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Edvins Antonovs

Exploring TypesScript: any vs unknown

In TypeScript, both any and unknown are used to handle values of unknown or dynamic types, but they serve different purposes and come with varying levels of type safety. It is also a popular TypeScript interview question, the answer for which is worth knowing.


any is the most permissive type in TypeScript. It effectively turns off type checking for a variable or value, allowing you to assign and access it in any way you want without type errors.

It is often used when you don't know or don't want to specify the variable type or when working with dynamic data that doesn't have a consistent type.

While any provides much flexibility, it sacrifices type safety because you can perform operations on any value that might not make sense, and TypeScript won't catch these errors.

1let x: any = 10;
2x = 'Hello'; // No type error
3; // No type error, but it might fail at runtime

So what happens in the above code?

let x: any = 10;: We declare a variable x with the type any and initially assign it the value 10. In this case, TypeScript doesn't enforce type checking, so we can assign any type of value to x.

x = 'Hello';: We then reassign x to a string ('Hello'). TypeScript doesn't raise any type errors here because x is of type any, and type checking is effectively disabled for it.;: This line doesn't produce a TypeScript type error because x is still of type any, which means TypeScript allows us to call any method on it. However, at runtime, this line will likely result in an error because there is no foo method on a string ('Hello'). TypeScript can't catch such errors because we've chosen to use the any type.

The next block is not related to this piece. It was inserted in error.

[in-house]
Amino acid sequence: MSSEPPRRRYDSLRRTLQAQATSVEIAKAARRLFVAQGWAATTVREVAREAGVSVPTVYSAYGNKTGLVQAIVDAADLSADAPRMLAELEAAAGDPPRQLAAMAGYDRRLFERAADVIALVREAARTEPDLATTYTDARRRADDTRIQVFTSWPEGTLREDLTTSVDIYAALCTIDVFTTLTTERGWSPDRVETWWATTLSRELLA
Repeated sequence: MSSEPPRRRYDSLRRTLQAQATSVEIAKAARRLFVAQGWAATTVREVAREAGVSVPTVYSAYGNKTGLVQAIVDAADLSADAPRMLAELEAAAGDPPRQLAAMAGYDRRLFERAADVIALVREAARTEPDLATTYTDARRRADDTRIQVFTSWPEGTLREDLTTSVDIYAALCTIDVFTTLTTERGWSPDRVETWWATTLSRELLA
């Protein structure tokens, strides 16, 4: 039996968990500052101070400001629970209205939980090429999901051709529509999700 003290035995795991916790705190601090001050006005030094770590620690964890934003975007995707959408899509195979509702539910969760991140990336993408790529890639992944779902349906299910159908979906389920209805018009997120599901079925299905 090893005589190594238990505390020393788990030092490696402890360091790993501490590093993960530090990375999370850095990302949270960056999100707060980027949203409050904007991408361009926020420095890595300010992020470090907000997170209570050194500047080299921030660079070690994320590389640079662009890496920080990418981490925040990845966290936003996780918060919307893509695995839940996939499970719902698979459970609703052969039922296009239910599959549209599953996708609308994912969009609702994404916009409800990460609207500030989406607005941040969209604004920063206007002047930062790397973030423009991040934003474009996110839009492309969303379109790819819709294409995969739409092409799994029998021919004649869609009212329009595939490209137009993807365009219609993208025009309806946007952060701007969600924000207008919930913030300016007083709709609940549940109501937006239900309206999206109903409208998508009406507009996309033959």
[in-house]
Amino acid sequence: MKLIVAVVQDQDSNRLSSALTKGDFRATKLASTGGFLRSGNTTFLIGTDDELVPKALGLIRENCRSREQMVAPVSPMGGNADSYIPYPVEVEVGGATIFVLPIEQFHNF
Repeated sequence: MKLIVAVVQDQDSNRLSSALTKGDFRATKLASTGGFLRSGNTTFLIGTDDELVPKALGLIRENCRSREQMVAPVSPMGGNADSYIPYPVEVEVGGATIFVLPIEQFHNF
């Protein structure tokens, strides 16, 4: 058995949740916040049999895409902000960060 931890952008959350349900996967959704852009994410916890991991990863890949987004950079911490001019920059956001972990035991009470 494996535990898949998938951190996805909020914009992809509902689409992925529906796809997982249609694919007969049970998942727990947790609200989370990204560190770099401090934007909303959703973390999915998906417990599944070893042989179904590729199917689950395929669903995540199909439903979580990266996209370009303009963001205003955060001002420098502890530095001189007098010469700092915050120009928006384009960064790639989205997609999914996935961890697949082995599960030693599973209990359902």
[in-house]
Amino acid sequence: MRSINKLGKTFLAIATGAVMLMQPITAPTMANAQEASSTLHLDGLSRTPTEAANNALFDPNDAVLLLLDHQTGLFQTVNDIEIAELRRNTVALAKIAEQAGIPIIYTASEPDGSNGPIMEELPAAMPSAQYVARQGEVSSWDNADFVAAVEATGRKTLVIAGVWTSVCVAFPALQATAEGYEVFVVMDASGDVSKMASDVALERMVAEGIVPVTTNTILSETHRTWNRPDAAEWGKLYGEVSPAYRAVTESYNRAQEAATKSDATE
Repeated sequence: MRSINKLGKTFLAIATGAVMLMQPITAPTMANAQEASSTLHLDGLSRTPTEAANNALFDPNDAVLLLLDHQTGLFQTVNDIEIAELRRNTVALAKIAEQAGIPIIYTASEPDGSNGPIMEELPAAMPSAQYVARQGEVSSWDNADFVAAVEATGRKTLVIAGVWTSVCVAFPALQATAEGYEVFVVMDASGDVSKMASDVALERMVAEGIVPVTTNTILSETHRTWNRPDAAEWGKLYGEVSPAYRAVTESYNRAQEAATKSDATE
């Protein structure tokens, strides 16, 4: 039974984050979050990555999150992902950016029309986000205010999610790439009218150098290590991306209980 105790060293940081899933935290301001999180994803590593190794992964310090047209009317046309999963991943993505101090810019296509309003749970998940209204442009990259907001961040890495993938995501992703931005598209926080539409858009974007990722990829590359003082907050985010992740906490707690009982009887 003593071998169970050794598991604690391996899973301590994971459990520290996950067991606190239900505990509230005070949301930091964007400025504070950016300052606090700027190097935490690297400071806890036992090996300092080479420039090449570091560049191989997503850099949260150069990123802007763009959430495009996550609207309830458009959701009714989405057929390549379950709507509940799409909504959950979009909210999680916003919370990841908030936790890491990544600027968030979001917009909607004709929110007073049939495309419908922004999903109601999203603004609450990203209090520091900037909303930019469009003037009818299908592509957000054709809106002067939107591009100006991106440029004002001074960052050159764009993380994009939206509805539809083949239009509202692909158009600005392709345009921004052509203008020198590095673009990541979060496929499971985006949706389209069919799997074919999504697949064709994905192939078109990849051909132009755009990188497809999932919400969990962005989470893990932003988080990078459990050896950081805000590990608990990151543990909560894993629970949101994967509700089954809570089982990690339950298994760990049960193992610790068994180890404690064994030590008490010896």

unknown is a safer alternative to any. It represents a value whose type is not known at compile time, similar to any, but with stricter type checking. You cannot perform arbitrary operations on an unknown value. You must first assert or narrow down its type before working with it. Using unknown forces you to be explicit about handling type conversions, making your code more predictable and safer.

1let y: unknown = 10;
2y = 'Hello'; // This is allowed
4if (typeof y === 'string') {
5 console.log(y.toUpperCase()); // OK, type narrowed to string

In summary, I prefer using unknown over any when dealing with values of unknown types, as it provides better type safety by requiring explicit type checks and conversions. Only use any when working with legacy code or situations where strict typing is not feasible or practical. Using unknown encourages more type-safe code and better compatibility with TypeScript's type system.

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